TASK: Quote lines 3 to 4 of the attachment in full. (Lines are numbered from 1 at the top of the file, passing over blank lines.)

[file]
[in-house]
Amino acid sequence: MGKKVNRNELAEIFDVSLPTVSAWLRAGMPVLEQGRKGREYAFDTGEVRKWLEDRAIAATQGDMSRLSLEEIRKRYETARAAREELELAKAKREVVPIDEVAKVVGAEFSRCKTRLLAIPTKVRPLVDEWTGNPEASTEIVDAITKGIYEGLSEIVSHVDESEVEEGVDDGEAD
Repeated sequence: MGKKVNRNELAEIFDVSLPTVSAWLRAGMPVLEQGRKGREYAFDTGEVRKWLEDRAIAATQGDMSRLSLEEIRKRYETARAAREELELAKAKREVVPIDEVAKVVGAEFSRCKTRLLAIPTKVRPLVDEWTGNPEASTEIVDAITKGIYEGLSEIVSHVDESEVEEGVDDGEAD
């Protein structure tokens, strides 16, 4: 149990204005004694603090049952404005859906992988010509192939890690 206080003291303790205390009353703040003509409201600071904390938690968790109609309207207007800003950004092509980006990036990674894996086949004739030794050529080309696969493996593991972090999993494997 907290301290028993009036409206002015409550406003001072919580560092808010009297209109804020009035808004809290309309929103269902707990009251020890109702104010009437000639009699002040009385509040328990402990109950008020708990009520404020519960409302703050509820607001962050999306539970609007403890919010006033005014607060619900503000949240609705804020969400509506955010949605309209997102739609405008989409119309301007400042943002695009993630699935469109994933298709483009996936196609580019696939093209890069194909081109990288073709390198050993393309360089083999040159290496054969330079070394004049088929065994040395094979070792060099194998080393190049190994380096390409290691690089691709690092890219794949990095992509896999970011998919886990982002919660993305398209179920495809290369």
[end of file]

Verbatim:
Repeated sequence: MGKKVNRNELAEIFDVSLPTVSAWLRAGMPVLEQGRKGREYAFDTGEVRKWLEDRAIAATQGDMSRLSLEEIRKRYETARAAREELELAKAKREVVPIDEVAKVVGAEFSRCKTRLLAIPTKVRPLVDEWTGNPEASTEIVDAITKGIYEGLSEIVSHVDESEVEEGVDDGEAD
């Protein structure tokens, strides 16, 4: 149990204005004694603090049952404005859906992988010509192939890690 206080003291303790205390009353703040003509409201600071904390938690968790109609309207207007800003950004092509980006990036990674894996086949004739030794050529080309696969493996593991972090999993494997 907290301290028993009036409206002015409550406003001072919580560092808010009297209109804020009035808004809290309309929103269902707990009251020890109702104010009437000639009699002040009385509040328990402990109950008020708990009520404020519960409302703050509820607001962050999306539970609007403890919010006033005014607060619900503000949240609705804020969400509506955010949605309209997102739609405008989409119309301007400042943002695009993630699935469109994933298709483009996936196609580019696939093209890069194909081109990288073709390198050993393309360089083999040159290496054969330079070394004049088929065994040395094979070792060099194998080393190049190994380096390409290691690089691709690092890219794949990095992509896999970011998919886990982002919660993305398209179920495809290369």